Greenways enable people to walk, jog, scooter or cycle away from busy roads, without having to share road space with buses, trucks or cars. Unlike the highway or connector cycle routes outlined in Auckland Transport's Draft Auckland Cycling Network, they may not always be the quickest way to get from place to place. Instead, they offer more leisurely local connections for everyday use; linking residential areas, schools, shops, parks, community facilities and other destinations.
Ti Point Coastal Walkway serves as a greenway for locals and visitors alike.
Greenways are separated from busy roads, offering safe cycling opportunities for a wide range of ages and abilities, in a beautiful setting where people can travel at their own pace. This more relaxed approach to getting around has many benefits:
- the health of the community is improved, as people are encouraged to walk or cycle rather than drive
- participation is improved, as having to share busy roads with vehicles is a major barrier for many people wanting to cycle
- people are more inclined to socialise on greenways, helping to build stronger communities
- it is cheaper and more environmentally friendly to walk and cycle to a destination than it is to drive, so families can cut costs and help reduce pollutants
- greenways can incorporate environmental programmes such as riparian planting, revegetation and stormwater runoff collection. These programmes benefit the environment and enhance the amenity of the greenways, which in turn attracts more people to them.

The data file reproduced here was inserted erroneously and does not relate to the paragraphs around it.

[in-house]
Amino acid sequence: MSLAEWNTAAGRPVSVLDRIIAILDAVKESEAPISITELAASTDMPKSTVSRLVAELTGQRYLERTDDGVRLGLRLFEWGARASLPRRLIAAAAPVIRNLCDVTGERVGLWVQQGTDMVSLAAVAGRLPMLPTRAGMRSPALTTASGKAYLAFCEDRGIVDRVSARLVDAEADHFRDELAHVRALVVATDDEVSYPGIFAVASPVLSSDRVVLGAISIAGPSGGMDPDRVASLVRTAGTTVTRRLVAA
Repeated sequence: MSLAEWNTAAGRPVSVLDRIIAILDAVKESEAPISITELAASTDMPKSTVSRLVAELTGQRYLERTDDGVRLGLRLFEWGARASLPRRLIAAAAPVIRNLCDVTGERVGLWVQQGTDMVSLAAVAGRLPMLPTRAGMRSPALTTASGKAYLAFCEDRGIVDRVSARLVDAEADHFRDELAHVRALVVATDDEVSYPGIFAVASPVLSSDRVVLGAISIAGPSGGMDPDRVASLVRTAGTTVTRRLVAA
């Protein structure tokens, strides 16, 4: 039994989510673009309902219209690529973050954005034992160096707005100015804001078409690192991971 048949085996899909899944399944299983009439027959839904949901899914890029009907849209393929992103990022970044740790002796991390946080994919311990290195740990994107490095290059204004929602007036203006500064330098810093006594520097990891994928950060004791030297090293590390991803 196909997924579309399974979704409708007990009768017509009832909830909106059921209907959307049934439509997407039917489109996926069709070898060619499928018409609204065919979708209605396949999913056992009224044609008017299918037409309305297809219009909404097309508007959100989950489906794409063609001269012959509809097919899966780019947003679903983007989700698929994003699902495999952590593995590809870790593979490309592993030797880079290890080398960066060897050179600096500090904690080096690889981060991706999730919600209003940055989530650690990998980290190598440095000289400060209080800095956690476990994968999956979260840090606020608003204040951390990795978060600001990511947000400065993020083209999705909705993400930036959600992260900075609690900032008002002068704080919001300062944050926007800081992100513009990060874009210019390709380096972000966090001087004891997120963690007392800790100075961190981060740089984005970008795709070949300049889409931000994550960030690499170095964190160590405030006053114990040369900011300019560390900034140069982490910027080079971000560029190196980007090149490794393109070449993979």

To design successful greenways, you should:
- analyse the site and the surrounding context carefully, to ensure that all opportunities and constraints are identified
- engage with the communities you are designing for, to ensure their views are incorporated
- walk, bike or kayak (if possible) the planned route yourself. This will highlight any usability issues that may not be clear on the plans
- record all your information (written, photographic etc) so that you can show a rationale and progression to your design thinking
- provide for universal access when possible, where topographic and other constraints allow. This will ensure that the greenways are usable to the greatest number of people
- let cyclists and vehicles share the road where appropriate. Greenways along quiet neighbourhood streets with no bus or truck routes do not necessarily have to separate cyclists from the road carriage. Some studies show that in such streets it is more dangerous to put cyclists on the footpath. Instead, greenways in neighbourhood streets should aim to calm and slow traffic by narrowing carriageway widths, introducing slower speed limits and encouraging cars to give way at intersections. These measures will help novice cyclists to feel safer about sharing the road.
The idea of developing greenways through Auckland is building momentum, with three local board greenways plans now being implemented, and a further six being developed. The work that local boards and the council are doing to develop greenways across the region is being recognised through awards and the media.
A greenway travels through
Coxs Bay Reserve